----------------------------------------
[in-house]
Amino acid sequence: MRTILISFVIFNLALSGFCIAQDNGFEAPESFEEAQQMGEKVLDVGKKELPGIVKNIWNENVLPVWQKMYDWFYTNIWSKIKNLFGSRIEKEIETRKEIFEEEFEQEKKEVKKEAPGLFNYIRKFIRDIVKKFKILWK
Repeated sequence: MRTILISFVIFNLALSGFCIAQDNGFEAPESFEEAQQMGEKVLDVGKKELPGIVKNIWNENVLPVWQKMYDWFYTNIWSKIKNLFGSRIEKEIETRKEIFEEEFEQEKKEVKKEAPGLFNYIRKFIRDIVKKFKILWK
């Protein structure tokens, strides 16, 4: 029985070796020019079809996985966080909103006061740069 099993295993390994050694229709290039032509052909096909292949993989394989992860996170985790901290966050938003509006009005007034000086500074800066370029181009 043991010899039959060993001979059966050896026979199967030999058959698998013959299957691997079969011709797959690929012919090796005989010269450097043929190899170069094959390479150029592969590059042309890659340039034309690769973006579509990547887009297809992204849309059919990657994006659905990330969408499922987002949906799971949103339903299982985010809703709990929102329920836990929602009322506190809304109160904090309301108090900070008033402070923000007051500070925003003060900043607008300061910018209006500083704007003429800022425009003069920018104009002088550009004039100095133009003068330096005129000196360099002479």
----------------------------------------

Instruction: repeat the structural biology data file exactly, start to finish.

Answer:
[in-house]
Amino acid sequence: MRTILISFVIFNLALSGFCIAQDNGFEAPESFEEAQQMGEKVLDVGKKELPGIVKNIWNENVLPVWQKMYDWFYTNIWSKIKNLFGSRIEKEIETRKEIFEEEFEQEKKEVKKEAPGLFNYIRKFIRDIVKKFKILWK
Repeated sequence: MRTILISFVIFNLALSGFCIAQDNGFEAPESFEEAQQMGEKVLDVGKKELPGIVKNIWNENVLPVWQKMYDWFYTNIWSKIKNLFGSRIEKEIETRKEIFEEEFEQEKKEVKKEAPGLFNYIRKFIRDIVKKFKILWK
């Protein structure tokens, strides 16, 4: 029985070796020019079809996985966080909103006061740069 099993295993390994050694229709290039032509052909096909292949993989394989992860996170985790901290966050938003509006009005007034000086500074800066370029181009 043991010899039959060993001979059966050896026979199967030999058959698998013959299957691997079969011709797959690929012919090796005989010269450097043929190899170069094959390479150029592969590059042309890659340039034309690769973006579509990547887009297809992204849309059919990657994006659905990330969408499922987002949906799971949103339903299982985010809703709990929102329920836990929602009322506190809304109160904090309301108090900070008033402070923000007051500070925003003060900043607008300061910018209006500083704007003429800022425009003069920018104009002088550009004039100095133009003068330096005129000196360099002479």